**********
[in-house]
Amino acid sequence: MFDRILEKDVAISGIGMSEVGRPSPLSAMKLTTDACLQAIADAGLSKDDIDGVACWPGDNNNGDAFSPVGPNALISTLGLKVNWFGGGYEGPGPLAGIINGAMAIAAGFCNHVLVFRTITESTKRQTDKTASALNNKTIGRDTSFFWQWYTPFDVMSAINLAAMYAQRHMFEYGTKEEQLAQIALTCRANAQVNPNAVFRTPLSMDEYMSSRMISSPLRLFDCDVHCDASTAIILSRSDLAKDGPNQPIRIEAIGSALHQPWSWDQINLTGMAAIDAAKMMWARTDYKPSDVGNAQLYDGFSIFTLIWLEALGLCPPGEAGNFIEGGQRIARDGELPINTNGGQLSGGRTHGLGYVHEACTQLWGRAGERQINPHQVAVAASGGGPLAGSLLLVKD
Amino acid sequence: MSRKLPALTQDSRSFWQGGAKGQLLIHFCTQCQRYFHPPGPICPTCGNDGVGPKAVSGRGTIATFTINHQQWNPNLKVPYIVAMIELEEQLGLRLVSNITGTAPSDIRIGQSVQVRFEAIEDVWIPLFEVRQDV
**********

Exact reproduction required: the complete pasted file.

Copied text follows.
[in-house]
Amino acid sequence: MFDRILEKDVAISGIGMSEVGRPSPLSAMKLTTDACLQAIADAGLSKDDIDGVACWPGDNNNGDAFSPVGPNALISTLGLKVNWFGGGYEGPGPLAGIINGAMAIAAGFCNHVLVFRTITESTKRQTDKTASALNNKTIGRDTSFFWQWYTPFDVMSAINLAAMYAQRHMFEYGTKEEQLAQIALTCRANAQVNPNAVFRTPLSMDEYMSSRMISSPLRLFDCDVHCDASTAIILSRSDLAKDGPNQPIRIEAIGSALHQPWSWDQINLTGMAAIDAAKMMWARTDYKPSDVGNAQLYDGFSIFTLIWLEALGLCPPGEAGNFIEGGQRIARDGELPINTNGGQLSGGRTHGLGYVHEACTQLWGRAGERQINPHQVAVAASGGGPLAGSLLLVKD
Amino acid sequence: MSRKLPALTQDSRSFWQGGAKGQLLIHFCTQCQRYFHPPGPICPTCGNDGVGPKAVSGRGTIATFTINHQQWNPNLKVPYIVAMIELEEQLGLRLVSNITGTAPSDIRIGQSVQVRFEAIEDVWIPLFEVRQDV